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2011, Here we go!

January 3, 2011

The “stats  monkies” at WordPress sent yesterday their summary of activities on this blog site.  I won’t plague you with all the details, but I’m pleased that there were in excess of 59 thousand views since the launch in July 2010.    So this marks the end of 2010 and at the same time the first six months of this experimental effort to bring scholarship on Christian origins to the blogosphere.

As a rank new-comer to this, it has all been very interesting, sometimes trying, sometimes reassuring.  Clearly, there are some who seem to cruise for blog sites where they can vent their pet peeves, ride hobby-horse issues, etc.   But, mercifully, these have been few (although they take up a disproportionate amount of time/effort, especially if you wrongly assume, as I have, that they actually want to learn something).

Anyway, I think I’m beginning to get the hang of this particular kind of blogging, and I hope that at least most of the 59 thousand views in 2010 were positive experiences.  I’m grateful for the encouraging comments from readers.

In the coming year, I’ll continue to share some of my own scholarly work, and draw attention also to the work of others that notice and think deserves further notice.  Next week, I’m off to Wittenberg for a mini-conference sponsored by the Corpus Judaeo-Hellenisticum, this conference focus on  early papyri.  I’m giving the opening presentation, on the scholarly importance of earliest NT manuscripts, and look forward to the presentations of others.  I’ll see if there are some observations to harvest for a posting here.

I wish a healthy and safe 2011 to you all!

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  1. Mike permalink

    I just came across your blog today and am very glad I did.

    I have recently encountered some folks who have no confidence in the reliability of the New Testament texts, believing, among other things, that these documents could have been edited in material ways since the time they were written. What is your degree of confidence that the New Testaments we read in various English translations today materially and faithfully represent what the original documents actually said?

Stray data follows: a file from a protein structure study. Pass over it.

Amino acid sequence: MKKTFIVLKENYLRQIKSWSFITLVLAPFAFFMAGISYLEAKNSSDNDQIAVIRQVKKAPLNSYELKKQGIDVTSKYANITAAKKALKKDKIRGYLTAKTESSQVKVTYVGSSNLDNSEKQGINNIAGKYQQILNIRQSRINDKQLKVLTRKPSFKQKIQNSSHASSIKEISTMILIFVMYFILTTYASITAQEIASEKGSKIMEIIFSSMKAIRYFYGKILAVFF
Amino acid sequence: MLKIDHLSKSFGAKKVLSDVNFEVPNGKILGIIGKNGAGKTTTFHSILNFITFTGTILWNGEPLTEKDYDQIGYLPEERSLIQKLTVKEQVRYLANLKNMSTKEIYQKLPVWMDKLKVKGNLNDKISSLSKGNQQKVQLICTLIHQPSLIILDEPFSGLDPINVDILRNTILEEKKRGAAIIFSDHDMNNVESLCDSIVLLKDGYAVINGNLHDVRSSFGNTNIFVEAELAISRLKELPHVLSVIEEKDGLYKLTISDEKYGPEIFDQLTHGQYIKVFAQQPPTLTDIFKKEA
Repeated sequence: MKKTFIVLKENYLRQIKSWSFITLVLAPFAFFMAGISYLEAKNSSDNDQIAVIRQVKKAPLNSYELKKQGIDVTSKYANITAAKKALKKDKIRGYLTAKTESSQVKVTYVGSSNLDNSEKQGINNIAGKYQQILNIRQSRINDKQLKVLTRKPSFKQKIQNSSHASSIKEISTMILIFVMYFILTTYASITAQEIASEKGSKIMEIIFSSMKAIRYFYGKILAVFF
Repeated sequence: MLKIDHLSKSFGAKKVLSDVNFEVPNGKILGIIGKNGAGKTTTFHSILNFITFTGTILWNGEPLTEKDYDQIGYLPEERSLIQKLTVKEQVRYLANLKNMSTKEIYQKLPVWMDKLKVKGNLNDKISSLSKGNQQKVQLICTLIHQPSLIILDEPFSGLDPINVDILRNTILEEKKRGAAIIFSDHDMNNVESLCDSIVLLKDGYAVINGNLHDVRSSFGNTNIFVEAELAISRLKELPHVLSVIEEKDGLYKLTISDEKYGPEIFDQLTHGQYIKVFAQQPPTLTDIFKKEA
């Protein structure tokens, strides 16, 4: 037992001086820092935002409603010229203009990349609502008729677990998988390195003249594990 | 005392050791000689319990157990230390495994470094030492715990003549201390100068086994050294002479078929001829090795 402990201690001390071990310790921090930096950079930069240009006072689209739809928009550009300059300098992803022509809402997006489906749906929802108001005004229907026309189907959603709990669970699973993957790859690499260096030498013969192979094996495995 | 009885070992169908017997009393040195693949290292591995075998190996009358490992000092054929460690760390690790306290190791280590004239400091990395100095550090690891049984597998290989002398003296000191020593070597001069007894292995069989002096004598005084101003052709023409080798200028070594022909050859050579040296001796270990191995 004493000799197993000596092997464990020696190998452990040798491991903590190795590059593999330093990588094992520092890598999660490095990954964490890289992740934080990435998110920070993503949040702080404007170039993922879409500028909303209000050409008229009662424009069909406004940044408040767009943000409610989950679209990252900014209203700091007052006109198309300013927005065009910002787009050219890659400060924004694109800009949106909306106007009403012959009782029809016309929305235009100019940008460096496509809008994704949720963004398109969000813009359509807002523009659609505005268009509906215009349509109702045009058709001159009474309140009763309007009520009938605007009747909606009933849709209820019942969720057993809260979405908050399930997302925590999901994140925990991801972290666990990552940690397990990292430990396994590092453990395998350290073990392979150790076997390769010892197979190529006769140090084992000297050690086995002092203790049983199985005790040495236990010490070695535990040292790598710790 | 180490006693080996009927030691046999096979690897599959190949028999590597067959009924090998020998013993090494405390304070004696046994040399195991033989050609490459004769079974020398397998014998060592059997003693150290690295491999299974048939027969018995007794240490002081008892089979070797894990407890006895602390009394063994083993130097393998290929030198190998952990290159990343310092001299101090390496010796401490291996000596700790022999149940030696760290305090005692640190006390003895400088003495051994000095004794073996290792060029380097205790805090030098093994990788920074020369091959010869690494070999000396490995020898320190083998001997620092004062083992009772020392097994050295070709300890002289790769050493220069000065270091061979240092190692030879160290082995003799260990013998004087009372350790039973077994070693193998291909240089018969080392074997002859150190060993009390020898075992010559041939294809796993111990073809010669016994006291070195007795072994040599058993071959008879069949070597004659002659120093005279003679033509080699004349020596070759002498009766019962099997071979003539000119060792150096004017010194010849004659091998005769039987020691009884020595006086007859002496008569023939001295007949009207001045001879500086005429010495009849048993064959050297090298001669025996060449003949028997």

• One of my own areas of expertise is the textual transmission of the NT writings. To be brief (as I must), the NT texts have been transmitted (copied, read, distributed) from the time of their composition, and in the pre-printing press era by hand-copying. So, they were subject to the sort of accidental and deliberate changes that any text was subject to from that era. The critical editions of our Greek NT (such as the Nestle-Aland edition) include in the apparatus indications of the variants in various manuscripts and which manuscripts support each variant. There are some 5000 Greek manuscripts of the NT writings, and it has been estimated that there are 150,000 to 300,000 variant-readings among them. Probably 90+%, however, are easily detectable accidental errors-in-copying. Probably 90+% of the remainder are easily identifiable as intentional changes made by ancient readers/copyists in the interest of clarifying the Greek style of a text, or harmonizing a Gospel passage with a parallel in another Gospel. Only a very small number of variants cause us text-critics real difficulties, but they do!
      A good current English translation will be based on a good critical edition of the Greek NT, and so will convey the best judgement of scholars over the last century or so of scholarly work on the matter. And today, we have manuscripts of some NT texts that take us back to scarcely more than a century after they were composed, astonishingly closer than for any other ancient literature. So, with the majority of textual critics, I would say that we can be pretty confident that our familiar NT writings are substantially what their authors wrote.

  2. Melissa Fitzpatrick permalink

    Dr. Hurtado, I so enjoy keeping up with your blog. I definitely understand the joys and unique frustrations of the blogosphere but am excited that you are willing to deal with the shenanigans again in 2011. Looking forward to hearing about the conference in Wittenberg on early papyri.

  3. I have thoroughly enjoyed your blog, Dr. Hurtado, and I hope to see much more over the years. And don’t worry, you certainly have gotten the hang of things (smile). Have fun in Wittenberg!

  4. Thanks Dr. Hurtado for starting this blog and for answering my questions in 2010. I link you on my site.

  5. keep up the good work! 🙂

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